Expecting a day of rain on our third day in Chile, we were pleasantly surprised when the skies cleared and the sun broke through. Our destination for the day was Chiloe Island, Chile where we were set to ride a chartered boat out to see the Magellanic and Humboldt penguin colonies and their breeding grounds. This is a fascinating geographic location as it is the only place in the world where 2 species of penguins coexist together in harmony.
Our first step was to take the 45-minute ferry ride over to the island from the Puerto Varas area. On our ride, we saw sea lions, dolphins, and even some penguins poking their heads out of the water! The anticipation to arrive at the penguin colony in only a few short hours was growing. The ride over was a scenic beginning to the already fair-weathered day.
Once we arrived on the island, we jumped back into the van and headed toward the coast. About 10 minutes into our ride, our guide stopped at the top of a hill for a picturesque photo opportunity. Alec, our family-deemed professional photographer, hopped out to snag a shot of the landscape overlooking the hills and channels of the island. After Alec exited the van, I realized he had left his phone in the vehicle. I jumped out to deliver it to him. Leah and my dad decided to join the photography brigade, and the three of us crossed the road at the same time. As I pulled out my own phone to take a picture, my dad commented, “Why is this bridge moving?” It was then that I looked around to witness the asphalt moving and bending around us. I yelled, “We’re not on a bridge!” Everything suddenly began to feel as if I had walked onto a swinging suspension bridge with no handholds. Like a sudden jerk back to reality, my dad yelled, “EARTHQUAKE”. We spun around to see the van shaking violently off the ground from side to side, while the wheels were jumping back and forth like a buckin’ bronco at a Texas rodeo. My mom, brother, and sister-in-law were still trapped in the van. Concerned that the van could roll down the hill at any minute, we all rushed toward it. By the time we arrived, the earthquake was losing momentum. It lasted about 6 seconds but seemed like forever. Our guide immediately dialed out to check on the status of the quake. He informed us that it was a 7.6 on the Richter Scale with the epicenter less than 80 miles from us. This occurred around the city of Quellon on the exact same island where we were located. After checking that everyone was safe and only a little “shaken up”, we jumped back into the van to continue our route. The vehicle was abuzz with conversation about each of our experiences in the moments during and after the quake. We were also in shock at the realization of our proximity to the earthquake and our chances of having been in the wake of the quake at just the time we stopped for a photo opp!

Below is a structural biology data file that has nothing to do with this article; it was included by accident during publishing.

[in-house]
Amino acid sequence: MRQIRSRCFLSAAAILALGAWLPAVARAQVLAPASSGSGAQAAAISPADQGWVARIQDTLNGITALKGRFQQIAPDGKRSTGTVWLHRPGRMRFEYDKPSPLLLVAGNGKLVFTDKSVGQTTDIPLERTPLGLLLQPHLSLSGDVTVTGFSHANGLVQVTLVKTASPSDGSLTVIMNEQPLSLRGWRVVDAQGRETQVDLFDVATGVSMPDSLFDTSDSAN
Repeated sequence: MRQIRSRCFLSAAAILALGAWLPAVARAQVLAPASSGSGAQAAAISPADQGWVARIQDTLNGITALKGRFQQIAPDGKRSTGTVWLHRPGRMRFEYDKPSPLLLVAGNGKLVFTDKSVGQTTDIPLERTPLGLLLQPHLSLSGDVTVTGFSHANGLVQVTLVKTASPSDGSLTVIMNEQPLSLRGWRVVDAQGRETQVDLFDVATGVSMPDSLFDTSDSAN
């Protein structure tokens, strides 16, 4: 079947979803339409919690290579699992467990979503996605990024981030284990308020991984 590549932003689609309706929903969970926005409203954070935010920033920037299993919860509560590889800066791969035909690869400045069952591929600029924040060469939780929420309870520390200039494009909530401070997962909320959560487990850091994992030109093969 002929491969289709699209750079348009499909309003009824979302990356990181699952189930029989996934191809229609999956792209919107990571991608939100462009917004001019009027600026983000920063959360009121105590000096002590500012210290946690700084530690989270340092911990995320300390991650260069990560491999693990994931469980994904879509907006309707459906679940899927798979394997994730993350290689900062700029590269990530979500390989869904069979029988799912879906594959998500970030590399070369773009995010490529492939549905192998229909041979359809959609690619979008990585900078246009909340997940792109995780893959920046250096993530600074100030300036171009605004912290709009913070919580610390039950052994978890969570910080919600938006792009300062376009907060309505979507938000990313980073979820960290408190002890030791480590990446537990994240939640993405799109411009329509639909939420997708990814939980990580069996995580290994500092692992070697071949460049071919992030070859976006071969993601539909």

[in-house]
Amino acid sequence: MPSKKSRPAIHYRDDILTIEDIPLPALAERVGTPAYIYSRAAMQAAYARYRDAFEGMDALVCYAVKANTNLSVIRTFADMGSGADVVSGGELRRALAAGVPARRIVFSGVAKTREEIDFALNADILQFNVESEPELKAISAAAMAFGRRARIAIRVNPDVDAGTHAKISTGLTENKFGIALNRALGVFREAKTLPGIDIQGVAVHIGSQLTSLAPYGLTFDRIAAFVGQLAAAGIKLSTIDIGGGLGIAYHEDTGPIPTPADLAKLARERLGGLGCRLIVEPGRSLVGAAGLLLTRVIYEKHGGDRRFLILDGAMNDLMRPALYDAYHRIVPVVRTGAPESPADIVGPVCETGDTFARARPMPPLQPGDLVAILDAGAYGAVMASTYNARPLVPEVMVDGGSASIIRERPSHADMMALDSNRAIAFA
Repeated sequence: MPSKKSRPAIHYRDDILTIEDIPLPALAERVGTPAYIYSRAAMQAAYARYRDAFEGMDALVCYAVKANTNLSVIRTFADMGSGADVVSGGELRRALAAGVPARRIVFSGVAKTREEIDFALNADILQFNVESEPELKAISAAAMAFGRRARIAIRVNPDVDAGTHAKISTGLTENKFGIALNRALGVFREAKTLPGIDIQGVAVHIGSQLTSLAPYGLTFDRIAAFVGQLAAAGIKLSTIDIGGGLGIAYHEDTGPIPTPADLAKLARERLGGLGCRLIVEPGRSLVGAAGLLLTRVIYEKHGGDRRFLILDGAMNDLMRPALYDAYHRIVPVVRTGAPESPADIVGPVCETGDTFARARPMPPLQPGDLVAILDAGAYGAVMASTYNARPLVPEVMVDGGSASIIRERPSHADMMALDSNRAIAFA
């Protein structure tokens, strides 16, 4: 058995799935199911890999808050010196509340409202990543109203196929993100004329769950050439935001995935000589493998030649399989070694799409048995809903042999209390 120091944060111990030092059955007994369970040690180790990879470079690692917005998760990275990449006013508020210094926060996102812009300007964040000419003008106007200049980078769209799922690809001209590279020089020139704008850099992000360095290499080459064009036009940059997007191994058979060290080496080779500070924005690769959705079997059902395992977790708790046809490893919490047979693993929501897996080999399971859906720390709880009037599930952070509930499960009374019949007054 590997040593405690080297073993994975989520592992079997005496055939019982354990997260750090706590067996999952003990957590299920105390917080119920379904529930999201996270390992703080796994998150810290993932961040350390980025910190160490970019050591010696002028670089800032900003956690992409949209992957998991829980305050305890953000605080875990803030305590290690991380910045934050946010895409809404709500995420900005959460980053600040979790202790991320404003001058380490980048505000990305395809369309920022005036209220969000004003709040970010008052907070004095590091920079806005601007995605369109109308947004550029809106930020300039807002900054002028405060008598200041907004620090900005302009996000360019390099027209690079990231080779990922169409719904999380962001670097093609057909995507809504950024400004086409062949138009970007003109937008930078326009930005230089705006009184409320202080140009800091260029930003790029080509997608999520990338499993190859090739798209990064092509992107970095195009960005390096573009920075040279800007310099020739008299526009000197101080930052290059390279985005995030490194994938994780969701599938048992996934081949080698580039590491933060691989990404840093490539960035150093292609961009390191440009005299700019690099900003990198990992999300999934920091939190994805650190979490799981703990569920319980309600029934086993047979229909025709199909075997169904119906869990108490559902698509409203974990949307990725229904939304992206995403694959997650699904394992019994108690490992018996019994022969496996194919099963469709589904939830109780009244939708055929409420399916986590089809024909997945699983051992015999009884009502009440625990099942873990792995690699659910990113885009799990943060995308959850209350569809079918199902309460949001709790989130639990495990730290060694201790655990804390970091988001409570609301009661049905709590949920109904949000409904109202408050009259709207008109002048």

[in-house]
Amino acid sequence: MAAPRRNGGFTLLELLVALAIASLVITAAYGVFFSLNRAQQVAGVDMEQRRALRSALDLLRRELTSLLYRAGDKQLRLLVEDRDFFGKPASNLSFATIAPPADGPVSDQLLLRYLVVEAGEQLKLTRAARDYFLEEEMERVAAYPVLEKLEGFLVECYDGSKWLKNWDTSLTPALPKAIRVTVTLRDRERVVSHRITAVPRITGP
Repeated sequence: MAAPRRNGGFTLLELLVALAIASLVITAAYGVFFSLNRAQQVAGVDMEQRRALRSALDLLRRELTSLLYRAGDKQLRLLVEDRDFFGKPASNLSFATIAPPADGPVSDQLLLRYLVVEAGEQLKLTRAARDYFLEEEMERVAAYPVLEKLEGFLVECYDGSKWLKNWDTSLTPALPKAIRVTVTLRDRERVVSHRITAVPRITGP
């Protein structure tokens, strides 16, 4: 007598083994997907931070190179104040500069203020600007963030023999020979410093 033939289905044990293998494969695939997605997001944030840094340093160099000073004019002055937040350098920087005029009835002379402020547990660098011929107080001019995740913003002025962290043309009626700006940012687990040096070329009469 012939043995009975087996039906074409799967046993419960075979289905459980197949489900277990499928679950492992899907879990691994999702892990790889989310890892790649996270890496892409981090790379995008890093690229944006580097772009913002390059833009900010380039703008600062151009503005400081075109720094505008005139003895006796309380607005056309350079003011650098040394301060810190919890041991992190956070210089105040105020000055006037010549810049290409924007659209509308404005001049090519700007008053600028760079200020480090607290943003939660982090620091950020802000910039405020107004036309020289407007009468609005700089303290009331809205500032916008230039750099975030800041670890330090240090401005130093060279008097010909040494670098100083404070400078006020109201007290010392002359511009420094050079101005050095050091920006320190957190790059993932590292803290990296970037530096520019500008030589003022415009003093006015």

As we continued along, our guide received an unsettling alert on his phone. Since TSUNAMI is the same in Spanish and English, we all knew what was going on by this point. There was a tsunami alert for the entire coast line. All of a sudden, every car driving toward the ocean pulled over to the shoulder and turned around to head in the opposite direction. It was like watching an end times movie where people look like rats scurrying away to safety, and I had an eerie feeling about it. Of course we turned around too and headed to a Chilean family farm we had planned to visit later. The farm was located on the top of a hill around the town of Ancud. On our commute to higher ground, we saw people walking up the sides of the street with rolling suitcases and everyone evacuating their houses carrying as many items as possible. Until this moment, I had never understood the fear and urgency that accompanies such terrible natural disasters.
We made it to the farm where we ate a lunch of clams, pork, mussels, potatoes, sausages, and chicken all cooked underneath the ground like a Hawaiian luau.
We spoke in broken Spanish with the farmer’s daughter, Carol, about the agrarian life they led. Throughout the meal, we constantly heard the tsunami alerts going off on phones like a symphony of terror every time. After many walks around the farm and house, we had worn out our welcome and were feeling restless.
It was about this time when everyone got word that the tsunami they had warned of never made it to land. There was a sigh of relief and you could feel the tension loosen in the air. We headed toward the ferry port to ride back to the mainland. Even though we were told the tsunami alert was over, we continued to look over our shoulder toward the ocean as we sat on the top deck of the ferry. Thankful for safety, we arrived at the mainland, but I know none of us will soon forget the earthquake and tsunami of Christmas 2016. So travel tip #53, when someone asks you why is the bridge moving…. Always check first to make sure you’re on a bridge. Happy unpredictable, earth-shaking traveling!